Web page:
Lateral Excitation between Dissimilar Orientation Columns for Ongoing Subthreshold Membrane Oscillations in Primary Visual Cortex
Primary visual cortex (V1) is the first stage of visual information processing; detection of particularly oriented bars. These elemental visual features are sent to higher visual regions including V2, in which their combinations such as ”corners” and ”junctions” are processed. A recent study has demonstrated that corners and T-junctions could be processed even at the early visual stage (V1), raising the question of why the binding of bars by V1 is necessary. We simulated a V1 neural network model, in which the so-called ”orientation-columns” were connected through both excitatory and inhibitory synapses. The lateral excitatory connections contributed not only to binding paired bars constituting corners but also to making membrane oscillations near firing-threshold during ongoing (spontaneous) neuronal activity periods. This ongoing subthreshold neuronal state led to accelerating the reaction speed of neurons to paired bar-stimuli. The lateral inhibitory connections effectively enhanced the selective responsiveness of neurons to the stimuli. We suggest that coordinated lateral excitation and inhibition between orientation-columns in V1 could send angular information such as corners and junctions, presented to retina, rapidly to the next stage V2 for its full and precise analyses.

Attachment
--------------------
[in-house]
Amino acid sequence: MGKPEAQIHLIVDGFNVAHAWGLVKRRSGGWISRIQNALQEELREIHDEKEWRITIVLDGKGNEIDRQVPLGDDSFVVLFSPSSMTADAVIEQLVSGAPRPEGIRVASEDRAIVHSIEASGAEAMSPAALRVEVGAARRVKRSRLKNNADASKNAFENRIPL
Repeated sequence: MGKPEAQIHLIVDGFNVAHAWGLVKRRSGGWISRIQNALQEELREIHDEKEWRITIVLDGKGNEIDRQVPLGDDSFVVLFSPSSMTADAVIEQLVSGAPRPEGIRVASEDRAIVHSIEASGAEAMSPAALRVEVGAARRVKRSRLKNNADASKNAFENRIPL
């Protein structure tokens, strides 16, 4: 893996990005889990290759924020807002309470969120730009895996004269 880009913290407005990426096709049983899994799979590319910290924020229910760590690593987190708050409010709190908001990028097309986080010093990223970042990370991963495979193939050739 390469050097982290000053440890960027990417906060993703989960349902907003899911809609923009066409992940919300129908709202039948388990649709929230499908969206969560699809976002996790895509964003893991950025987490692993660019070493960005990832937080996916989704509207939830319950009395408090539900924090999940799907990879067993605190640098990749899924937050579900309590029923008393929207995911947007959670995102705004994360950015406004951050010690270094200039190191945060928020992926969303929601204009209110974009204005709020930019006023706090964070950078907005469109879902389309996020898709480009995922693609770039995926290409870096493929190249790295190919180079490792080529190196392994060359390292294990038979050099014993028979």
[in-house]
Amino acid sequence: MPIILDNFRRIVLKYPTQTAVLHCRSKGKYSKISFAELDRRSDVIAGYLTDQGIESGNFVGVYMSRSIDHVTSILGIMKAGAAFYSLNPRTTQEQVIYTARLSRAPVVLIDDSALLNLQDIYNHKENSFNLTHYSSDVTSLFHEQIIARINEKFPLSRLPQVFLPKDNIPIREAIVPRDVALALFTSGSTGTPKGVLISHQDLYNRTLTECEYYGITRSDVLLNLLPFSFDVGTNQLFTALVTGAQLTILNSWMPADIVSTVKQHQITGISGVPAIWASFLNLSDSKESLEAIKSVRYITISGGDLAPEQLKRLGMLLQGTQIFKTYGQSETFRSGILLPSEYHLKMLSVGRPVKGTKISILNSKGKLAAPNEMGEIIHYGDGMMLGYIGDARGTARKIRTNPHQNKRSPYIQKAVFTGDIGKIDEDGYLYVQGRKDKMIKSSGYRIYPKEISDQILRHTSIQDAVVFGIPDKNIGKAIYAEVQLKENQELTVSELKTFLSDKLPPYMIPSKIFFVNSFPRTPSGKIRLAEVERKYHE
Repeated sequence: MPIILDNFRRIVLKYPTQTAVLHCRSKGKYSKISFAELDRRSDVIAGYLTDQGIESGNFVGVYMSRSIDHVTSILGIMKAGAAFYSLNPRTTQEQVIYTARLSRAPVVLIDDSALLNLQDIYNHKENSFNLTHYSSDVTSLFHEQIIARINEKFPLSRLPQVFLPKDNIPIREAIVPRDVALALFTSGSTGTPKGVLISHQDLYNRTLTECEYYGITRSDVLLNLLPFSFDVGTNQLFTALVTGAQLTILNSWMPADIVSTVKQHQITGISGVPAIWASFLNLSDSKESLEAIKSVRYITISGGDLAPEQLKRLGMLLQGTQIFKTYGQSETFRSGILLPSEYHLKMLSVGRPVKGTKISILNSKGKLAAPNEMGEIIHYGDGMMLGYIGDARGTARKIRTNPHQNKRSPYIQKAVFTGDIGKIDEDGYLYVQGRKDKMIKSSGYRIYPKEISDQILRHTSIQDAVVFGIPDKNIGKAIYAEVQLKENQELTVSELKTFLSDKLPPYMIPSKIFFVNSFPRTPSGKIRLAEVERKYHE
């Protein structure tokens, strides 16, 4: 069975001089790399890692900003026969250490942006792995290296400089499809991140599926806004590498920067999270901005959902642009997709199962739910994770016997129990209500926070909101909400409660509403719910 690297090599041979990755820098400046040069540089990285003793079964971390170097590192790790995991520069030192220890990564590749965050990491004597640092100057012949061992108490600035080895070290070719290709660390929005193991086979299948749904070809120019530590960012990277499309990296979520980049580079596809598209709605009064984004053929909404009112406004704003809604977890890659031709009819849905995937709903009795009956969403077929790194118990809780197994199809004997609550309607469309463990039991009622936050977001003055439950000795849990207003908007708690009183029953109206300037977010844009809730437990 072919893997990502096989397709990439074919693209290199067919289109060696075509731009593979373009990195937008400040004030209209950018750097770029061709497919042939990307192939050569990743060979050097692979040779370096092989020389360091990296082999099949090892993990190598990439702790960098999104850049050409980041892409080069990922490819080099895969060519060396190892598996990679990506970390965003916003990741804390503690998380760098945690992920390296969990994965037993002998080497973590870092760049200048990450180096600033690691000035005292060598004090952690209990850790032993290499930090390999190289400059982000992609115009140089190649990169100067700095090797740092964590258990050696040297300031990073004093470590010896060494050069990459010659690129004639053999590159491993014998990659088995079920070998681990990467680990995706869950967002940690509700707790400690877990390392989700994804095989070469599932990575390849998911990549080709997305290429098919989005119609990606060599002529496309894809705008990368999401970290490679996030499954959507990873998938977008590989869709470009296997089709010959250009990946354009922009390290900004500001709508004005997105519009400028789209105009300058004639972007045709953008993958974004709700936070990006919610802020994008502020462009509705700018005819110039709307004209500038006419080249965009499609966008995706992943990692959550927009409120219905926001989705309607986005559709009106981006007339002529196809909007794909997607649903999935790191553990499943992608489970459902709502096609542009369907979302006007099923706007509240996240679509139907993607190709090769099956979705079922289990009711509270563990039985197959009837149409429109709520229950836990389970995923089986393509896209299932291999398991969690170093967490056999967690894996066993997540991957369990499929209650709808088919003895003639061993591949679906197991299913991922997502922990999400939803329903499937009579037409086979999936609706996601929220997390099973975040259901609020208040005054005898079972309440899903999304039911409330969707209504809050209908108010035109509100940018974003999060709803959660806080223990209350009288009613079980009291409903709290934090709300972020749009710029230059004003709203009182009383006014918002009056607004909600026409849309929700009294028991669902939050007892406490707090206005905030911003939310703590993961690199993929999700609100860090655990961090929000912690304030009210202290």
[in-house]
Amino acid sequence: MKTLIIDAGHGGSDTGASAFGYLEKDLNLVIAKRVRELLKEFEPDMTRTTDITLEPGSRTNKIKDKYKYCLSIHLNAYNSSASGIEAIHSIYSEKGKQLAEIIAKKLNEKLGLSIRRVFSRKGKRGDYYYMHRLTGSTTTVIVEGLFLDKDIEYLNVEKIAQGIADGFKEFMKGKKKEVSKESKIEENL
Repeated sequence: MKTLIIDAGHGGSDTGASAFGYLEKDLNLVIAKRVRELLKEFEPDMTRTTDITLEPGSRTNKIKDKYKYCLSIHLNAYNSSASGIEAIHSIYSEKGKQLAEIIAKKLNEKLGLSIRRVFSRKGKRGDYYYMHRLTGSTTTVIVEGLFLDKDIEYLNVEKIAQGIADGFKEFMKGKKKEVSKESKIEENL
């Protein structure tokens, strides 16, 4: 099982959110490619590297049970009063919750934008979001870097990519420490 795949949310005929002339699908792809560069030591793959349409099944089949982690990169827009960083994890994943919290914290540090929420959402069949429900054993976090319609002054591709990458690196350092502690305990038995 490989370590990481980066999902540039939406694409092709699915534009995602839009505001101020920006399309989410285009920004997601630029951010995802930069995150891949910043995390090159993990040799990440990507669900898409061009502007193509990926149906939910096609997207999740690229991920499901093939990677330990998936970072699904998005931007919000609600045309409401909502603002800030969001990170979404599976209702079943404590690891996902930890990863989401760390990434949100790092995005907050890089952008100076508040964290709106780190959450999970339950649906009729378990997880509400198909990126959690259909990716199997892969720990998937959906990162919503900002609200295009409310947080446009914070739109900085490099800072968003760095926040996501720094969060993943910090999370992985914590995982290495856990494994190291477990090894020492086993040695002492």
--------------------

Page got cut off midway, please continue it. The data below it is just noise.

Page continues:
KeywordsNeural network model Lateral excitation Feature binding Orientation map Ongoing subthreshold membrane oscillation Primary visual cortex
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